Masters project opportunities (start date April 2019) - please directly contact me by email if interested
Plant-pollinator responses to climate change - studying Arctic bumblebees - fieldwork in Lapland, Northern Sweden
The scientific interests of my research group are on a broad scale, but our research generally involves the study of animal responses to induced stress to address ecologically applied issues, as well as taking an evolutionary biology approach to understanding trends in ecology.
In particular we are interested in how anthropogenic influences, primarily land-use change and associated activities, affect animal populations and biodiversity. This has involved focusing on how specific factors, such as aspects of habitat loss or chemical applications associated with agricultural practices, can influence individual physiology, behaviours and fitness measures and how this can scale up to directly and selectively shape populations and communities.
Terrestrial invertebrates have been the group used to address our questions, and whilst not wedded to a particular study organism/system, social insects have been the focus of much of our research. Their large and intricate societies exhibit efficient and often complex cooperative behaviours making them not only interesting for the study of animal behaviour, but also a dominant insect group in the environment that provide vital ecosystem functions and crucial ecosystem services that are important for human welfare.
Here is a short video introducing one of the topics that we are interested in studying - threats to insect pollinators:
Please see my research page for further details.
In January we held our second steering committee meeting to discuss the progress of the NERC funded Bumblebee Sensitivity to Agricultural Land Use Change project
Lottie Gibbons, Ryan Richardson, Eva Linehan and Rachel have joined the group to conduct their Masters projects on the effect of climatic variation on plant-pollinator communities.
Dylan Smith successfully passed the viva of his PhD looking at pesticide effects on brain development and behaviour - massive congrats Dr!
Danny Kenna won the runner-up prize for best PhD talk at the British Ecological Society 2018 meeting in Birmingham - Well Done Danny!
Emma Eatough & Xueni (Linka) Bian have joined the group to conduct their Masters projects on morphological evolution in bumblebees
Kenna*, Cooley* et al. (in press) Pesticide exposure affects flight dynamics and reduces flight endurance in bumblebees. in Ecology & Evolution. Pre-print version can be found at: https://www.biorxiv.org/content/biorxiv/early/2018/10/22/449280.full.pdf
Colgan*, Fletcher*, Arce* et al. (2019) Caste- and pesticide-specific effects of neonicotinoid pesticide exposure on gene expression in bumblebees’. in Molecular Ecology. doi:10.1111/mec.15047
Arce et al. (2018) Foraging bumblebees acquire a preference for neonicotinoid treated food with prolonged exposure. in: Proceedings of the Royal Society B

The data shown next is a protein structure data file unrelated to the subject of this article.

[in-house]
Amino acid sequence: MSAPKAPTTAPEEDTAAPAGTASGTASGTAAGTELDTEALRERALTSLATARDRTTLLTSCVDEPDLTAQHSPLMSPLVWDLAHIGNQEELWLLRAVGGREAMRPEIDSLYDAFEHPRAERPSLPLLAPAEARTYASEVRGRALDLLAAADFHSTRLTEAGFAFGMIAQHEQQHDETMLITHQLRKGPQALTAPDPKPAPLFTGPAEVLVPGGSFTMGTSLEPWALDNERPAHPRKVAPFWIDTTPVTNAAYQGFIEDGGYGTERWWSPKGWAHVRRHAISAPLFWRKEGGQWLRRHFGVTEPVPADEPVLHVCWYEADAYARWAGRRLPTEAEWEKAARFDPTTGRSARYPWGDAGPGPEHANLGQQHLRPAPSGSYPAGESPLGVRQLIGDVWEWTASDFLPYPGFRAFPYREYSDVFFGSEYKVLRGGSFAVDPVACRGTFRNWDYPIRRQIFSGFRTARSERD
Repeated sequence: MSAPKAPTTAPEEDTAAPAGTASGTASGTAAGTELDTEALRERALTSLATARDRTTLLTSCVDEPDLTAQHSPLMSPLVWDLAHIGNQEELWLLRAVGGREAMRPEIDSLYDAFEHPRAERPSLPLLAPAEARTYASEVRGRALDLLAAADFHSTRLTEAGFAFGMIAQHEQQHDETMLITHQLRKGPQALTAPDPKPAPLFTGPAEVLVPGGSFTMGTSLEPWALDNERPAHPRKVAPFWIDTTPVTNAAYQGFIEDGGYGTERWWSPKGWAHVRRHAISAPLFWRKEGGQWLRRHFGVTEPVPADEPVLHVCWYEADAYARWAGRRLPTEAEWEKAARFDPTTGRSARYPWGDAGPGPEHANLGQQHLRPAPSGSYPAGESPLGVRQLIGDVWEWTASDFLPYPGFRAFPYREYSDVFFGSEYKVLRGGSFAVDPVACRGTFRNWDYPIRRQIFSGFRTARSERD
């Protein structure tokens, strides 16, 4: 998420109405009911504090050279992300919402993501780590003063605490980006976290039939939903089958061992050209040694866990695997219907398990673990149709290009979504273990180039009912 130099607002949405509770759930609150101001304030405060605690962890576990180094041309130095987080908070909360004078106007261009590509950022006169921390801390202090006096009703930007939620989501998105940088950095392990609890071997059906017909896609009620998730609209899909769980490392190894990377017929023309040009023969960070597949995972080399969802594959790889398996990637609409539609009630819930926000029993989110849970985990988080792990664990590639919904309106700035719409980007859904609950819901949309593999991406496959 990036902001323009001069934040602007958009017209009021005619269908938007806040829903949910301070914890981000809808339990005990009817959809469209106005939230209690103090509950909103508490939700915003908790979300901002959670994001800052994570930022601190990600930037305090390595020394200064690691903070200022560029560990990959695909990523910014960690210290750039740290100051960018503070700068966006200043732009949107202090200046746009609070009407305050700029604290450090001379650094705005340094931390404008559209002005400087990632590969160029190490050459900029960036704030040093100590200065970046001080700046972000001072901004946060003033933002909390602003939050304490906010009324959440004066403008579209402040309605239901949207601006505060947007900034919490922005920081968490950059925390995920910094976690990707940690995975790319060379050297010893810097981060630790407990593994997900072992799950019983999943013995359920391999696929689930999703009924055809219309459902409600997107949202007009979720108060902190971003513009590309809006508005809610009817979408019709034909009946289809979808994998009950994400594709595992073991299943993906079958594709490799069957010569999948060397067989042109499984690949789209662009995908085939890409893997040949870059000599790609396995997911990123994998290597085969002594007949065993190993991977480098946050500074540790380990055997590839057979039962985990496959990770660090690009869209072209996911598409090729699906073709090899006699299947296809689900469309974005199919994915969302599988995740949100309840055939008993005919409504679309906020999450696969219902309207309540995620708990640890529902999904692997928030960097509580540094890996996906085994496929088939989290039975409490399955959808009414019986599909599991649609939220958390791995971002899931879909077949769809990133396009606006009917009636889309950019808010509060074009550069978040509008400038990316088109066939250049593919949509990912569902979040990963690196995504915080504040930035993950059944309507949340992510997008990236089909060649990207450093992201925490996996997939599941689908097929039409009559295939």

Samuelson, Gill, Brown & Leadbeater (2018) Lower bumblebee colony reproductive success in agricultural compared with urban environments. in: Proceedings of the Royal Society B
Current Group (see 'research' page for more details)
Independent Fellow hosted by Gill lab: Dr Peter Graystock
Associated Fellow: Dr Jacob Johansson
NERC funded PDRA: Dr Andres Arce
BBSRC funded PhD student: Ana Ramos-Rodrigues (in 3rd year)
NERC funded DTP PhD student: Daniel Kenna (in 2nd year)
PhD co-supervisor for: Liz Samuelson (Sup. Dr Elli Leadbeater, RHUL), BBSRC
PhD co-supervisor for: Joe Palmer (Sup. Dr Vincent Jansen, RHUL), BBSRC
In collaboration: Dr Victoria Mullin (NHM London), Joe Colgan (QMUL & Trinity College Dublin)
Masters students: Emma Eatough, Xeuni Bian, Lottie Gibbons, Eva Linehan, Rach Dawson, Freja Gjerstad and Stephen Bishop
Previous Group Members
Grantham funded PDRA: Dr Kirsty Yule
NERC funded DTP PhD student: Dylan Smith (2014-2019)
BBSRC PhD student: Leonie Gough
Erasmus visiting Masters student: Illaria Pretelli
Masters project students: Jacob Birkenhead, Marcus Rhodes, Tara Cox, Libby Bates, Miranda Burke, Flo Coulmance--Gayrard (2018); Koorosh McCormack, Cecylia Watrobska, Nicholas Tew, Elspeth MacKeller, Jenny Dawson, John Paterson (2017), Ross Gray, Laura Bentley, Chun (Harris) Tso (2016); Jiajun (Stanley) Yu, Katie Taylor, Sarah Gougeon (2015), Emma Randall, Thomas David (2014)
3rd year project students: Daisy Burris, Megan Chan, Hazel Cooley (2017), Phillip Bischoff, Cecylia Watrobska (2016); Shona Crawford-Smith, Ross Gray, Henry Clifford (2015), Jessica Clarke, Abby Simms (2014)
et al., 2019, Caste- and pesticide-specific effects of neonicotinoid pesticide exposure on gene expression in bumblebees., Mol Ecol
et al., 2018, Foraging bumblebees acquire a preference for neonicotinoid-treated food with prolonged exposure, Proceedings of the Royal Society B: Biological Sciences, Vol:285, ISSN:0962-8452
et al., 2018, Lower bumblebee colony reproductive success in agricultural compared with urban environments, Proceedings of the Royal Society B: Biological Sciences, Vol:285, ISSN:0962-8452
et al., 2017, Impact of controlled neonicotinoid exposure on bumblebees in a realistic field setting, Journal of Applied Ecology, Vol:54, ISSN:0021-8901, Pages:1199-1208
et al., 2016, Exploring miniature insect brains using micro-CT scanning techniques., Sci Rep, Vol:6
et al., 2013, Chronic sublethal stress causes bee colony failure, Ecology Letters, Vol:16, ISSN:1461-023X, Pages:1463-1469
et al., 2016, Protecting an Ecosystem Service: Approaches to Understanding and Mitigating Threats to Wild Insect Pollinators, ECOSYSTEM SERVICES: FROM BIODIVERSITY TO SOCIETY, PT 2, Editor(s): Woodward, Bohan, ELSEVIER ACADEMIC PRESS INC, Pages:135-+, ISBN:978-0-08-100978-9